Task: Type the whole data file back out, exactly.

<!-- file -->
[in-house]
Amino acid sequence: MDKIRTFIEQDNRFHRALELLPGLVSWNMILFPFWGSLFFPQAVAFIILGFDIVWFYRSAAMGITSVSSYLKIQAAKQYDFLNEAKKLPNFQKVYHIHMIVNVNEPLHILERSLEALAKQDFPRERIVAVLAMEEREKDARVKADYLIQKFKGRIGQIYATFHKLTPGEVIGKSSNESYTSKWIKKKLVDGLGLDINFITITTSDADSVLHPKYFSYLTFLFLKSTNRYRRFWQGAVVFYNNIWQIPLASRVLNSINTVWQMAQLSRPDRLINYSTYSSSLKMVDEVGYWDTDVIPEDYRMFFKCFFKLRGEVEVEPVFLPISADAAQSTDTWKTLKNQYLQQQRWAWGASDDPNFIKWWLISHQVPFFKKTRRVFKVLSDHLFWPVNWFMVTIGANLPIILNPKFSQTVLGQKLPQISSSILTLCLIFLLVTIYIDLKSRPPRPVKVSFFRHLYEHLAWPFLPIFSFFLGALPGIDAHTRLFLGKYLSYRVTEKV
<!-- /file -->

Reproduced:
[in-house]
Amino acid sequence: MDKIRTFIEQDNRFHRALELLPGLVSWNMILFPFWGSLFFPQAVAFIILGFDIVWFYRSAAMGITSVSSYLKIQAAKQYDFLNEAKKLPNFQKVYHIHMIVNVNEPLHILERSLEALAKQDFPRERIVAVLAMEEREKDARVKADYLIQKFKGRIGQIYATFHKLTPGEVIGKSSNESYTSKWIKKKLVDGLGLDINFITITTSDADSVLHPKYFSYLTFLFLKSTNRYRRFWQGAVVFYNNIWQIPLASRVLNSINTVWQMAQLSRPDRLINYSTYSSSLKMVDEVGYWDTDVIPEDYRMFFKCFFKLRGEVEVEPVFLPISADAAQSTDTWKTLKNQYLQQQRWAWGASDDPNFIKWWLISHQVPFFKKTRRVFKVLSDHLFWPVNWFMVTIGANLPIILNPKFSQTVLGQKLPQISSSILTLCLIFLLVTIYIDLKSRPPRPVKVSFFRHLYEHLAWPFLPIFSFFLGALPGIDAHTRLFLGKYLSYRVTEKV